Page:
Forget angry birds, the future of smartphone games is an oil-loving buffalo.
Syncrude, one of Canada’s largest producers of oil from Alberta’s oilsands, has launched Trail Blazer, a Mario Brothers-type side-scrolling video game app for the iPhone in which the main character, a buffalo, bikes, snowboards and hang-glides his way past northern Alberta landmarks.
In between the action, which involves jumping up and down to catch floating coins while avoiding obstacles in the road, the little buffalo character pops up on screen to give you good news about the company.
“Syncrude is donating $6 million to community projects each year,” one message declares, while another claims that Syncrude “has planted more than 5.8 million shrubs and trees,” and a third boasts the company “monitors air quality 24 hours a day, 365 days a year.”
“The game is a fun and challenging way for children of all ages to learn about the community in which Syncrude operates,” the company said in a press release. “While taking the journey, participants learn simple facts about Syncrude’s operation and reclamation efforts as well as programs that are assisting the community.”
The cartoonishly drawn game is likely part of the company’s effort to rehabilitate its public image after a 2010 incident in which more than 500 ducks died or had to be euthanized after landing near a Syncrude tailings pond. That followed a 2008 incident in which more than 1,600 ducks died.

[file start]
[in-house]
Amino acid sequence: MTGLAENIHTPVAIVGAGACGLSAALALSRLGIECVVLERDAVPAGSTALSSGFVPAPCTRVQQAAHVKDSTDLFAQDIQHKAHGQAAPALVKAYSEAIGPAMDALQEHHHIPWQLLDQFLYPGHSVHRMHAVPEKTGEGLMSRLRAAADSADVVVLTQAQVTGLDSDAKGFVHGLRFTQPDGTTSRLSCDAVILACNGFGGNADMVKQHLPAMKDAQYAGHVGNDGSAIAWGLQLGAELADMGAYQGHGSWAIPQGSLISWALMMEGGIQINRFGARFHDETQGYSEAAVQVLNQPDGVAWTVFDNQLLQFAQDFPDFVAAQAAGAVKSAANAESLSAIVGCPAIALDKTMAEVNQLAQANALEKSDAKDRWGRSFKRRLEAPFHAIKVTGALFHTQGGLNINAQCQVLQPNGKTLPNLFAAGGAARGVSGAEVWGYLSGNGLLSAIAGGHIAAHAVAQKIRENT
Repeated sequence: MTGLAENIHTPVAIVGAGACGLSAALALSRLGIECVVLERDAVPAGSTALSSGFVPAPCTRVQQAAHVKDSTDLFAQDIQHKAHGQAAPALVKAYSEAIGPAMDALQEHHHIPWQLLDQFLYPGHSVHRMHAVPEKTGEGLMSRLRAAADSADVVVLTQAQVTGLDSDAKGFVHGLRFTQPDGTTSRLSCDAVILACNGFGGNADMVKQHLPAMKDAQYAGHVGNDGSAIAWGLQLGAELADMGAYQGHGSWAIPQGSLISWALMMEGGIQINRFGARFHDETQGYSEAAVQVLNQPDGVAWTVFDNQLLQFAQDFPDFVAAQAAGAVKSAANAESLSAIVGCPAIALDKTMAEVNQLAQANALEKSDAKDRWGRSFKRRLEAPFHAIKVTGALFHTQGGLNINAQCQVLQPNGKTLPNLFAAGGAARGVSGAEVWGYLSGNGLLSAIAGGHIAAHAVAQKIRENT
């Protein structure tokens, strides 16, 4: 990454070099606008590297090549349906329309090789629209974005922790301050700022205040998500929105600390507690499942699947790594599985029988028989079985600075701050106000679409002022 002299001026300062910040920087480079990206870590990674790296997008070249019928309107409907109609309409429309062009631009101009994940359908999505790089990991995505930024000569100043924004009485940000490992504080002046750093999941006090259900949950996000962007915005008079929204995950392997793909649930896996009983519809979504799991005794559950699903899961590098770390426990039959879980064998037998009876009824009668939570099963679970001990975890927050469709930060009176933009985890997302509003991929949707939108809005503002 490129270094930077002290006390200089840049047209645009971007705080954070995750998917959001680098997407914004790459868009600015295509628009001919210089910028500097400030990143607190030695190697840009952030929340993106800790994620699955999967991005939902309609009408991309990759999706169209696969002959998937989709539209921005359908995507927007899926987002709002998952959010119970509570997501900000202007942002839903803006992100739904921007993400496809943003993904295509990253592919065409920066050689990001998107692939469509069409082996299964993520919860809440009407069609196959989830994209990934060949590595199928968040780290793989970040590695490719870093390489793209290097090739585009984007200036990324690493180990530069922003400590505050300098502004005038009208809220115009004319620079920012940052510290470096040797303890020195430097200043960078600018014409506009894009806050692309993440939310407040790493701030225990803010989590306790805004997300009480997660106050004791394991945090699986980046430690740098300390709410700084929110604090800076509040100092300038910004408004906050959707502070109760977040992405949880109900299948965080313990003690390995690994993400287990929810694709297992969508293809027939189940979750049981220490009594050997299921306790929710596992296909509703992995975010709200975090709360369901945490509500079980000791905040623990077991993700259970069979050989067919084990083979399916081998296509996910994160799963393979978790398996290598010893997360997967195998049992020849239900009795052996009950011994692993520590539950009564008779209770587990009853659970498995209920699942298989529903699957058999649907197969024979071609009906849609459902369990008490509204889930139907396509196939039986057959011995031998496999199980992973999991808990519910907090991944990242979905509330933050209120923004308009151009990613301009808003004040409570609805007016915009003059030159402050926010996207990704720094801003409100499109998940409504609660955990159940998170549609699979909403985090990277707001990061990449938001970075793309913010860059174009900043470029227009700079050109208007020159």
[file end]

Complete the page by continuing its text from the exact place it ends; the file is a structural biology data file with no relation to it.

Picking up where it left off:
Tailings ponds are pools where byproducts from oilsands extraction are collected. They contain water and sand, as well as contaminants and uncollected oil.
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Tailings are a waste byproduct from the oilsands extraction processes used in mining operations.Tailings consist of a mix of water, sand, silt, clay, contaminants and unrecovered hydrocarbons and are toxic. Source: Pembina Institute
Syncrude's Tailings Dam near Fort McMurray, Alberta is one of the largest dam in the world.
There have been at least 2,150 deaths of ducks related to tailings ponds in Alberta.
There are currently more than 170 square kilometres of tailings ponds in Alberta. Even when tailings ponds covered 50 square kilometers they were big enough to be seen from space. Source: http://oilsands.alberta.ca/tailings.html and Pembina Institute
Tailings management remains one of the most difficult environmental challenges for the oil sands mining sector. Source: http://oilsands.alberta.ca/tailings.html
Tailings are stored indefinitely in open lakes that cover an area approximately 50 per cent larger than the city of Vancouver. Source: Pembina Institute
Tailings lakes increase in volume at a rate that would fill the Toronto Skydome on a daily basis. Source: Pembina Institute
Tailings lakes seep. The exact amount of seepage is either not known or has not been made public. Source: Pembina Institute
The Alberta government recently announced it would not be pursuing charges against Syncrude over the 2010 duck deaths, after a report from the University of Alberta argued there was nothing Syncrude could have done to prevent the deaths.
Comments on the company's app at the iTunes store were mixed.
“Pretty cool to see local landmarks from Fort McMurray, Alberta,” said one commenter, referring to the northern Alberta boomtown at the centre of the oilsands.
“As a game this is pretty pathetic and as propaganda it is worse,” another commenter wrote. “How gullible do they think people are? At least make the game worthwhile if we are going to endure the petro-garbage.”
Syncrude is the third-largest emitter of greenhouse gases in Canada. The company has been running a $1.6-billion emissions reduction project which it says will reduce air pollution from its operations by 60 per cent.